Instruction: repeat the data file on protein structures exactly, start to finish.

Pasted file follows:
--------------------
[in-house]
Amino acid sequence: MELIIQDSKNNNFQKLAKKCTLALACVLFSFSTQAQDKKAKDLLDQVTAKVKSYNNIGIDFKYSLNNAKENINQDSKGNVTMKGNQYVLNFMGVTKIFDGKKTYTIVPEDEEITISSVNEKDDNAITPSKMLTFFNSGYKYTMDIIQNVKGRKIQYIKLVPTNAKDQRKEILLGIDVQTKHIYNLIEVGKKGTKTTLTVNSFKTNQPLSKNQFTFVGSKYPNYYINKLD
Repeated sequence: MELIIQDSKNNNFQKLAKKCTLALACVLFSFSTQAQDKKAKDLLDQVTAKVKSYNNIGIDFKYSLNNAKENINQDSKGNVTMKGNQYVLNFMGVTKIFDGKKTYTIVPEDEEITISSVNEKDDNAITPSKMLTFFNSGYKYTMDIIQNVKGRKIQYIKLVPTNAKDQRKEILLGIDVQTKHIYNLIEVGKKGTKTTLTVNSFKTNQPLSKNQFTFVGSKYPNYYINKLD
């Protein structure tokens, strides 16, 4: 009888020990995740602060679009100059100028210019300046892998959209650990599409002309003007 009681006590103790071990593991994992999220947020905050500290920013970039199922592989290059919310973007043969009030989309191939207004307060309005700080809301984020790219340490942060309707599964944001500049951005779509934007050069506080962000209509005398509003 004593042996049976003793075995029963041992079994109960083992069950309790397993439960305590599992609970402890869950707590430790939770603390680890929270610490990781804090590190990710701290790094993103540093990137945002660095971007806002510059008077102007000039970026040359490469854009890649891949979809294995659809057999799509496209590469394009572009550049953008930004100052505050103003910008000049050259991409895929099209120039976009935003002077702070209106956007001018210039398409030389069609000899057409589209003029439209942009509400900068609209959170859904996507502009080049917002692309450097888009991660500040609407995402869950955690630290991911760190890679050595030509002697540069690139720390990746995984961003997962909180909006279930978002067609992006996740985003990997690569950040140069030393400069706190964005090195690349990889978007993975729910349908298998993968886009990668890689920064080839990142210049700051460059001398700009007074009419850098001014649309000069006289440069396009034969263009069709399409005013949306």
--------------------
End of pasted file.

[in-house]
Amino acid sequence: MELIIQDSKNNNFQKLAKKCTLALACVLFSFSTQAQDKKAKDLLDQVTAKVKSYNNIGIDFKYSLNNAKENINQDSKGNVTMKGNQYVLNFMGVTKIFDGKKTYTIVPEDEEITISSVNEKDDNAITPSKMLTFFNSGYKYTMDIIQNVKGRKIQYIKLVPTNAKDQRKEILLGIDVQTKHIYNLIEVGKKGTKTTLTVNSFKTNQPLSKNQFTFVGSKYPNYYINKLD
Repeated sequence: MELIIQDSKNNNFQKLAKKCTLALACVLFSFSTQAQDKKAKDLLDQVTAKVKSYNNIGIDFKYSLNNAKENINQDSKGNVTMKGNQYVLNFMGVTKIFDGKKTYTIVPEDEEITISSVNEKDDNAITPSKMLTFFNSGYKYTMDIIQNVKGRKIQYIKLVPTNAKDQRKEILLGIDVQTKHIYNLIEVGKKGTKTTLTVNSFKTNQPLSKNQFTFVGSKYPNYYINKLD
């Protein structure tokens, strides 16, 4: 009888020990995740602060679009100059100028210019300046892998959209650990599409002309003007 009681006590103790071990593991994992999220947020905050500290920013970039199922592989290059919310973007043969009030989309191939207004307060309005700080809301984020790219340490942060309707599964944001500049951005779509934007050069506080962000209509005398509003 004593042996049976003793075995029963041992079994109960083992069950309790397993439960305590599992609970402890869950707590430790939770603390680890929270610490990781804090590190990710701290790094993103540093990137945002660095971007806002510059008077102007000039970026040359490469854009890649891949979809294995659809057999799509496209590469394009572009550049953008930004100052505050103003910008000049050259991409895929099209120039976009935003002077702070209106956007001018210039398409030389069609000899057409589209003029439209942009509400900068609209959170859904996507502009080049917002692309450097888009991660500040609407995402869950955690630290991911760190890679050595030509002697540069690139720390990746995984961003997962909180909006279930978002067609992006996740985003990997690569950040140069030393400069706190964005090195690349990889978007993975729910349908298998993968886009990668890689920064080839990142210049700051460059001398700009007074009419850098001014649309000069006289440069396009034969263009069709399409005013949306």